Multiple strange objects were spotted in the sky on Monday, reported by witnesses across the U.S. and even in Asia. On Monday night, more than 200 sightings of a bright greenish object in the sky were reported across 13 U.S. states and a similar object was spotted in Japan. The sightings were likely all different objects that happened to travel across the sky at around the same time. NASA has offered its explanations for each object, but do they explain the countless similar cases in the past? Monday night's sightings are far from the first time these green lights have been spotted in the sky.
The first green object was reported after 6 p.m. on Monday more than 200 times in 13 states in the Eastern U.S., stretching from Ohio and Pennsylvania down to Georgia and South Carolina. In West Virginia, Benwood Police Department's Sgt. Luke Thomas was able to capture the green fireball-like object streaking through the sky on his dash cam. What could it have been? Likely a meteor, according to Bill Cooke of the NASA Meteoroid Environment Office. That theory makes sense, given that the annual Taurid meteor shower is going on right now.
But Americans weren't alone. Across the ocean, observatories in Kyushu, Fukuoka, Hiroshima, and Ehime, Japan recorded a similar green object flash through the sky. However, experts there say it's likely that it was a bolide, an extremely bright shooting star.
But then there was a third case in Chicago, where residents spotted a much-slower-moving object travel across the sky. This object, said Cooke, was likely "a piece of space junk." However, it turned out, the object was nothing more than a publicity stunt. What Chicago residents actually saw had nothing to do with celestial bodies — it was three skydivers from the Red Bull Air Force floating down to earth with flares shooting out of their shoes.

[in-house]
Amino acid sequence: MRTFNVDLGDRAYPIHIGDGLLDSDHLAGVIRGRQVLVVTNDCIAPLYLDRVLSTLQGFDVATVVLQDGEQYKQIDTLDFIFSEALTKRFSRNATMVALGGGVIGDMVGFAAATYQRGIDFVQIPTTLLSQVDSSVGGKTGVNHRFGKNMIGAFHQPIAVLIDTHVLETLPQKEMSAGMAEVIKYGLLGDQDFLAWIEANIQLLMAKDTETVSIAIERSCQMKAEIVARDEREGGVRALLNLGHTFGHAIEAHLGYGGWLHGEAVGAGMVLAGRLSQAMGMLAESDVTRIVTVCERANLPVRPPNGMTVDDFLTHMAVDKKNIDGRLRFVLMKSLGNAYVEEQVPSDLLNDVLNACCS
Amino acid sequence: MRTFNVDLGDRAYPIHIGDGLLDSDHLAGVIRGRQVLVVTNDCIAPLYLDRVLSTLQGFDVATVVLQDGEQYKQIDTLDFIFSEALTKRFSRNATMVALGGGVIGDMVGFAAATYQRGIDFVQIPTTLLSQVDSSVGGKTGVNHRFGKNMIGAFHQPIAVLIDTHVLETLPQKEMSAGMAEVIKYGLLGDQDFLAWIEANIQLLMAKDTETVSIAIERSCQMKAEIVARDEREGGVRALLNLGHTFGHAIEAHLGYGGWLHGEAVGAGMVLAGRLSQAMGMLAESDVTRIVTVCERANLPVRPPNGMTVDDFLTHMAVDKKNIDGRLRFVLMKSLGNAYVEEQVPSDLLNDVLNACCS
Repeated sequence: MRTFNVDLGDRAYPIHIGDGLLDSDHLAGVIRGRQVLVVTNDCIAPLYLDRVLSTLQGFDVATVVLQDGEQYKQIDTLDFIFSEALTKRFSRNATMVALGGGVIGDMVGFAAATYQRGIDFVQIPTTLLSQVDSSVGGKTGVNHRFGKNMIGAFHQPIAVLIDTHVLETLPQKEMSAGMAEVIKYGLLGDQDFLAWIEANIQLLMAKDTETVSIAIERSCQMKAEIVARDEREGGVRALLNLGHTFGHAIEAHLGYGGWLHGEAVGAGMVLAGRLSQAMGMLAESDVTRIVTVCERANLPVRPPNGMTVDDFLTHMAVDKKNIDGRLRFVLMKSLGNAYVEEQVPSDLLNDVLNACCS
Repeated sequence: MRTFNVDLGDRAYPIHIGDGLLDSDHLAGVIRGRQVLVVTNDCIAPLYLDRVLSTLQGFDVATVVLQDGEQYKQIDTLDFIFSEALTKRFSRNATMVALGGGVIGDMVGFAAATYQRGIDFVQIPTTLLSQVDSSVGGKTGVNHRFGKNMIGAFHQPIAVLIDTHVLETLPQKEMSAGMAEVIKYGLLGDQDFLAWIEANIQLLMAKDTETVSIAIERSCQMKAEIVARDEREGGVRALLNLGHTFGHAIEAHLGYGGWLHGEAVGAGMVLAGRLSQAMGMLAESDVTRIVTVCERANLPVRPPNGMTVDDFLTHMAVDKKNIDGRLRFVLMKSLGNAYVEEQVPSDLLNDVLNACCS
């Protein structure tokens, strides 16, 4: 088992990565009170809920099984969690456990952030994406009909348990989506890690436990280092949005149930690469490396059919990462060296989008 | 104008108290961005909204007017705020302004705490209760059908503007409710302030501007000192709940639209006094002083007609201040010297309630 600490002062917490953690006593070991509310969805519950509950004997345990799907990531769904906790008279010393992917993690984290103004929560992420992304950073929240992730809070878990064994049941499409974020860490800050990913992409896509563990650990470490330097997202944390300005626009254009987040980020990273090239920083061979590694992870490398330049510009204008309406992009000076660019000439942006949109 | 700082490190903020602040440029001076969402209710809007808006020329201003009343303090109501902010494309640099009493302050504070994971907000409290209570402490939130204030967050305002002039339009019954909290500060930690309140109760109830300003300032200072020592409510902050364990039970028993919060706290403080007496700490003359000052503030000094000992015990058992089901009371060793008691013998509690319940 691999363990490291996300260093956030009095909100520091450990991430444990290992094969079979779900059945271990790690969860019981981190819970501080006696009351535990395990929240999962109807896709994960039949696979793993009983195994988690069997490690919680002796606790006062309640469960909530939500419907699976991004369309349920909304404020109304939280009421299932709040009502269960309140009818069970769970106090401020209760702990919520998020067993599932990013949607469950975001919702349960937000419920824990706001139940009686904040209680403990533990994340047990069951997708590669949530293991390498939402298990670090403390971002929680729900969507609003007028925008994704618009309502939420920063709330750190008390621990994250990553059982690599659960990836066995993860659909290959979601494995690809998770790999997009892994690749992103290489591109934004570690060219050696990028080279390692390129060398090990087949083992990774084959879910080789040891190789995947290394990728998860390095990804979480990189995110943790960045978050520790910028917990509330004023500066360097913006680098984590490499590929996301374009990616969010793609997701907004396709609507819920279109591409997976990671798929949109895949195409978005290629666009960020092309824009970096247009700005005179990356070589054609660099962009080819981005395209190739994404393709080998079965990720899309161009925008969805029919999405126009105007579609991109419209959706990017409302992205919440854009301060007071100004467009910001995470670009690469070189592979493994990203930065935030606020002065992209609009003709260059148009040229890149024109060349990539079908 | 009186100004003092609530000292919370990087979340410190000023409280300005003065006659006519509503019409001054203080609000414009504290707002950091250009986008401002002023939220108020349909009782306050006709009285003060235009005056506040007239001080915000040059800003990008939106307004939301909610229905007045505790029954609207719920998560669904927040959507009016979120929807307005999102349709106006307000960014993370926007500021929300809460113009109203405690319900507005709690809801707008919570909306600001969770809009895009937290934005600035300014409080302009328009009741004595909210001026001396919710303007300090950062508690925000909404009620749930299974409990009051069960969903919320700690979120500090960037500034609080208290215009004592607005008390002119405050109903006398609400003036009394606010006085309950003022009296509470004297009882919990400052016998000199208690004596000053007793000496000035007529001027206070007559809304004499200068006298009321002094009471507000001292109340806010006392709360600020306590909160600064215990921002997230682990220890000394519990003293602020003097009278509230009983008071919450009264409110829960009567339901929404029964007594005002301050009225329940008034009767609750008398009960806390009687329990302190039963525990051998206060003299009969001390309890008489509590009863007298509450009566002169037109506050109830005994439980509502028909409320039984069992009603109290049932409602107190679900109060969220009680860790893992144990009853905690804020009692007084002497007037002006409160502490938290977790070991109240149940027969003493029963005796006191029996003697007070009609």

As for that bright green object that flew over 13 states, similar "green fireball" sightings have been reported for decades. In the 1940s, the U.S. Air Force asked astronomer and meteor expert Lincoln LaPaz to spearhead an investigation into the many green fireballs spotted near sensitive military installations in New Mexico. Several reports of these green fireballs were made per month, and only near the military installations in New Mexico, baffling the Air Force and the American public. In 1952, LIFE magazine even offered its own case for the existence of interplanetary saucers after insufficient evidence was established to explain these green fireballs.
More recently in 2006, at least three of these bright green fireballs flew over northeast Australia. In that instance, physicist Stephen Hughes of the Queensland University of Technology in Brisbane explained that they were likely debris from Comet 73P/Schwassmann–Wachmann 3, a periodic comet that started disintegrating in 1995. Hughes told Live Science:
A transient electrical link between the ionosphere and ground, created by meteors or some other means, could help to solve the mystery of many UFO sightings.
Regardless of expert explanations, these green fireballs continue to dazzle eyewitnesses who spot them and make us want to believe.